3. Substitution of corn and soybean with green banana fruits and Gliricidia sepium forage in sheep fed hay-based diets: effects on intake, digestion and growth.

    PubMed

    Archimède, H; González-García, E; Despois, P; Etienne, T; Alexandre, G

    2010-02-01

    This study aimed to evaluate the substitution of imported corn and soybean by local feed resources from tropical production settings such as entire green banana and Gliricidia sepium forage as energy and protein sources, respectively, in sheep diets. Two experiments were conducted: first, a 'growth trial' and second, an in vivo digestion study. In the 'growth trial', 40 Martinik lambs [body weight (BW): 29.4 +/- 3.6 kg; 6 months old) were used and distributed into four groups of 10 lambs each according to treatment: HBGl (banana + gliricidia at low level; 1500 g/day; 119 g/kg BW(0.75)), HBGh (banana + gliricidia at high level; 3000 g/day; 238 g/kg BW(0.75)), HBS (banana + soybean cake) and Control (corn + soybean cake). In digestion trial, four Martinik rams (BW: 57.2 +/- 3.45 kg) fitted with ruminal and duodenal cannulae were used; treatments (HBG, HBS and Control) were similar but adjusted to metabolic body weight (MW) and just one level of gliricidia was used. Intake, average daily gain (ADG), feed intake to gain index (F:G), apparent total and ruminal digestibilities as well as nitrogen balance, microbial efficiency and volatile fatty acid (VFA) profile were monitored. Lambs fed HBGh had greater dry matter (DM) intake based on MW and ADG (173 g/day vs. 141 g/day; p < 0.001), whereas HBGl lambs showed the lowest ADG (71.5 g/day) and the worst F:G (14.4; p < 0.001). The DM, organic matter (OM), neutral detergent fibre and acid detergent fibre digestibilities were not influenced by treatment, whereas crude protein digestibility was higher (p = 0.024) in diets offered banana or corn + soybean cake (687 g/kg DM and 658 g/kg DM, respectively). Ruminal DM and OM digestibilities did not differ among treatments. Total or individual VFA concentrations were also not influenced by the diet. Higher (p = 0.006) ruminal fluid pH values were recorded for diets combining banana and gliricidia (6.54) or banana and soybean (6.39) until 3 h after a meal. As all animals on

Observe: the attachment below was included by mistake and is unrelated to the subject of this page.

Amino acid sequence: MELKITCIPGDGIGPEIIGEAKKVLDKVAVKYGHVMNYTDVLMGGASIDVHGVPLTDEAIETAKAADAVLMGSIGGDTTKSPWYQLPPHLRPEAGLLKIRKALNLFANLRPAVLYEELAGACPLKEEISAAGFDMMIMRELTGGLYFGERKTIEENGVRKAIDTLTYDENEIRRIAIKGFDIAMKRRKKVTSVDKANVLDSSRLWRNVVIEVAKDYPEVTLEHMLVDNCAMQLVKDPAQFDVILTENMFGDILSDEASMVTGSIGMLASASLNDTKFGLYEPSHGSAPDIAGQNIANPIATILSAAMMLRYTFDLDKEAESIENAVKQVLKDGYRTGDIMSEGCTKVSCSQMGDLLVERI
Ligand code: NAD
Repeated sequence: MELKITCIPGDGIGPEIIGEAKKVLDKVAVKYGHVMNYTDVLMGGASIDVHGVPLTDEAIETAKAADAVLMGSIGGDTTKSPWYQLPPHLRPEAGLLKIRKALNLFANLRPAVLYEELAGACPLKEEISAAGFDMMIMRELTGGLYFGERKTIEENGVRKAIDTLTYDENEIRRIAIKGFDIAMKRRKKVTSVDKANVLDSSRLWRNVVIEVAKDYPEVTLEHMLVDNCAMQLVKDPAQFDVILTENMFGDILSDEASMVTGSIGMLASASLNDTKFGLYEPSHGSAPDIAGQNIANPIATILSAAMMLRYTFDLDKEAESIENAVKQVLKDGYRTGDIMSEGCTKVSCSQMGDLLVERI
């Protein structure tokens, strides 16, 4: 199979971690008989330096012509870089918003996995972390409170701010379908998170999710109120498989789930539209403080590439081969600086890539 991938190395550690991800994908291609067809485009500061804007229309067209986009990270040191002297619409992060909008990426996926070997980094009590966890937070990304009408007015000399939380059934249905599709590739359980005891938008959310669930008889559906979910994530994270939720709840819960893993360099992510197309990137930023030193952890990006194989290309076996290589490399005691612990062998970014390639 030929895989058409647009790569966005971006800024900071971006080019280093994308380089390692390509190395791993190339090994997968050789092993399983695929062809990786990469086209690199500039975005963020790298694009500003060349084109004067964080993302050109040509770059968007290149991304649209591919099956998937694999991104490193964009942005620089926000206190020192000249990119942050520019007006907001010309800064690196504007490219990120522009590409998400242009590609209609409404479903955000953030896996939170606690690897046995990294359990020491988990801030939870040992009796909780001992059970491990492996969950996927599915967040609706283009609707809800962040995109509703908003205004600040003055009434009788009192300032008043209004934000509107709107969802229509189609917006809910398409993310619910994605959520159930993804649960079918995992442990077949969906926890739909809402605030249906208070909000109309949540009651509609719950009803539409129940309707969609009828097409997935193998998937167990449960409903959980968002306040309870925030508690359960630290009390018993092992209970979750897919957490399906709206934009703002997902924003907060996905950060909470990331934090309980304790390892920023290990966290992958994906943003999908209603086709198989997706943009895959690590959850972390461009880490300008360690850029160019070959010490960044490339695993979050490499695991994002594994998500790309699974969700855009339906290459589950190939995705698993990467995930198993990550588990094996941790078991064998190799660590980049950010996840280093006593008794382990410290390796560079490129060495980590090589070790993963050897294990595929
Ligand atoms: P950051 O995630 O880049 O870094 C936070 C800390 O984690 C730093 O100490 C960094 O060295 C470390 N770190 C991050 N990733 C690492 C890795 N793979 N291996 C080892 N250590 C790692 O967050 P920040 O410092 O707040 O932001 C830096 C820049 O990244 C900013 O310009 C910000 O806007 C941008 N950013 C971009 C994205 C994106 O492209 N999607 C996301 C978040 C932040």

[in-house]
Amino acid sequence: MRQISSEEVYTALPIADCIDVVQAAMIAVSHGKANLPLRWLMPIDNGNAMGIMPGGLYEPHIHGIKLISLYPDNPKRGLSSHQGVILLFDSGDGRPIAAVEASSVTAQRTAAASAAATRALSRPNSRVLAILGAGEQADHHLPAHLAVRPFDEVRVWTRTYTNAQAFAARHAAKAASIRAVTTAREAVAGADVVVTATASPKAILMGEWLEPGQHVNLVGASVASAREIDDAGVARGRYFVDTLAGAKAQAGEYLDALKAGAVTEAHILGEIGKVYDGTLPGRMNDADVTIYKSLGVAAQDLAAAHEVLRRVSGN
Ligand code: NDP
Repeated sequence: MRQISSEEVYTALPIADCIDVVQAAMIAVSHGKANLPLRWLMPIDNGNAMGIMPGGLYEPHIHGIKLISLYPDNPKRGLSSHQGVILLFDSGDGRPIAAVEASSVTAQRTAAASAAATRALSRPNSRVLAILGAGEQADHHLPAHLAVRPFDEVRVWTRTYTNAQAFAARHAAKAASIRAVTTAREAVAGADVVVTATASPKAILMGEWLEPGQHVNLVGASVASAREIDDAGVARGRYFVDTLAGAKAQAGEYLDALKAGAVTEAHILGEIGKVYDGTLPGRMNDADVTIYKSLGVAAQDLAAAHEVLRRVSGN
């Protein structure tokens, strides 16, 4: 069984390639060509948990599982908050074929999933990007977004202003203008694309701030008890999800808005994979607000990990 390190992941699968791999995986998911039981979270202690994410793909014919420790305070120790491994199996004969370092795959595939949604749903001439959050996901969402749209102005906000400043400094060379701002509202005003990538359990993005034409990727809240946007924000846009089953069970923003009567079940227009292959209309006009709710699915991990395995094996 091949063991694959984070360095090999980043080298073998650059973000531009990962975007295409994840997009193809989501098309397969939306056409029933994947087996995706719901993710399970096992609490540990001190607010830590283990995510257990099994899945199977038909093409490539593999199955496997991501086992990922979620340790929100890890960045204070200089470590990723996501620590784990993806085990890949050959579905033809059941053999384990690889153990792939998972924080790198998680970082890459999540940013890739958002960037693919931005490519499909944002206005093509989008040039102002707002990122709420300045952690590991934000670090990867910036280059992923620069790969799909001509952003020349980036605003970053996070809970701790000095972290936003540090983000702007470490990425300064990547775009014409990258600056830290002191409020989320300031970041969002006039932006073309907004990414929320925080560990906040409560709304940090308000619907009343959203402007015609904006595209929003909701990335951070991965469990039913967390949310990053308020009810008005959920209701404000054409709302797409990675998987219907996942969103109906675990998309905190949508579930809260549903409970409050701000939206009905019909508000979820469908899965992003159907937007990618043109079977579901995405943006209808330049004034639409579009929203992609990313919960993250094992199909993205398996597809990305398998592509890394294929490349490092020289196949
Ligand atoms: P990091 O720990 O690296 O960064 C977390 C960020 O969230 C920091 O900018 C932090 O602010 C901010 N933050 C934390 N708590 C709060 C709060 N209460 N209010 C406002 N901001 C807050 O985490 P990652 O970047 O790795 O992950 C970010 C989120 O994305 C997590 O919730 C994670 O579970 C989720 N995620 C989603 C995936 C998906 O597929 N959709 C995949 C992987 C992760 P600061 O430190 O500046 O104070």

4. Influence of sugary-Brawn2 or dent corn at two forage levels on intake, digestion, and milk production by dairy cows.

    PubMed

    Willcox, M C; Shaver, R D; Coors, J G; Batajoo, K K

    1994-01-01

    Sugary-Brawn2 (su-Bn2) corn endosperm contains higher concentrations of watersoluble polysaccharides than dent corn. Eight multiparous Holstein cows averaging 48 d in milk and 667 kg BW at trial initiation were in a replicated 4 x 4 Latin square design with 28-d periods. Only cows in one square were ruminally cannulated. Treatments were su-Bn2 or dent corn and 45 or 60% of ration DM as alfalfa silage arranged as a 2 x 2 factorial within each square. Diets, formulated to contain 19% CP, were fed as total mixed rations twice daily. Intake of DM and milk yield averaged 26.8 and 39.9 kg/d, respectively, and were not affected by treatment (P > .10). Sugary-Brawn2 corn decreased milkfat percentage (3.27 vs 3.45%), particularly for the low-forage diet (3.15 vs 3.40%). Milk protein percentage was higher (3.15 vs 3.10%) for low-forage diets but was not affected (P > .10) by corn type. Ruminal pH was lower for low-forage diets. Feeding su-Bn2 corn decreased ruminal pH only at 4 h after feeding. Total VFA in ruminal fluid (millimolar) 6 h after feeding were higher, whereas acetate molar percentage and acetate:propionate ratio were lower for su-Bn2 corn. Ruminal in situ evaluation of su-Bn2 and dent corn revealed a larger soluble fraction, a faster rate of degradation, and higher availabilities of both DM and starch for su-Bn2 corn. Ruminal in situ rate of degradation and availability of alfalfa hay DM were reduced by su-Bn2 corn. Total tract apparent digestibilities of DM, CP, and starch were greater for su-Bn2 diets.(ABSTRACT TRUNCATED AT 250 WORDS)

  5. Tannin content and rate of ruminal protein degradation of legume hays

    USDA-ARS?s Scientific Manuscript database

    This work evaluated ruminal protein degradation rates of legume hays that varied in tannin content. Two cuttings of 5 varieties of birdsfoot trefoil, (Lotus corniculatus), selected for different tannin contents but similar NDF and CP contents, and Spredor 4 alfalfa (control) were conserved as hay. S...

  6. A comparison of processed conventional corn silage to unprocessed and processed brown midrib corn silage on intake, digestion, and milk production by dairy cows.

    PubMed

    Ebling, T L; Kung, L

    2004-08-01

    We studied the effects of mechanical processing and type of hybrid on the nutritive value of corn silage for lactating cows. Treatments were brown midrib (BMR) corn silage that was unprocessed (U-BMR), BMR corn silage that was processed (P-BMR), and a conventional corn silage that was processed (P-7511). All silages were harvested at a theoretical chop length of 19 mm. The chemical compositions of the silages were similar among treatments except that BMR silages were lower in lignin and higher in protein than P-7511. Brown midrib silages had greater 30-h in situ and in vitro NDF digestion than did P-7511, and processing had no effect on 30-h in situ and in vitro fiber digestion, but it increased in situ starch digestion after 3 and 12 h of incubation. Both processed silages had a smaller proportion of particles >1.91 cm and fewer whole corn kernels compared with unprocessed silage. Lactating cows were fed a total mixed ration (TMR) consisting of 42% of each silage type, 40% concentrate, 10% alfalfa silage, and 8% alfalfa hay (DM basis). Cows fed TMR containing P-BMR ate more DM and produced more milk than cows fed P-7511. At feeding, the TMR containing U-BMR had a larger proportion of particles >1.91 cm when compared with the TMR of cows fed processed silages, and after 24 h the difference was even greater, indicating that cows fed unprocessed corn silage sorted more. Cows fed TMR with P-7511 and P-BMR had greater total tract digestibility of organic matter, crude protein, and starch compared with cows fed U-BMR. In vivo digestibility of neutral detergent fiber was greatest for cows fed P-BMR when compared with the other treatments.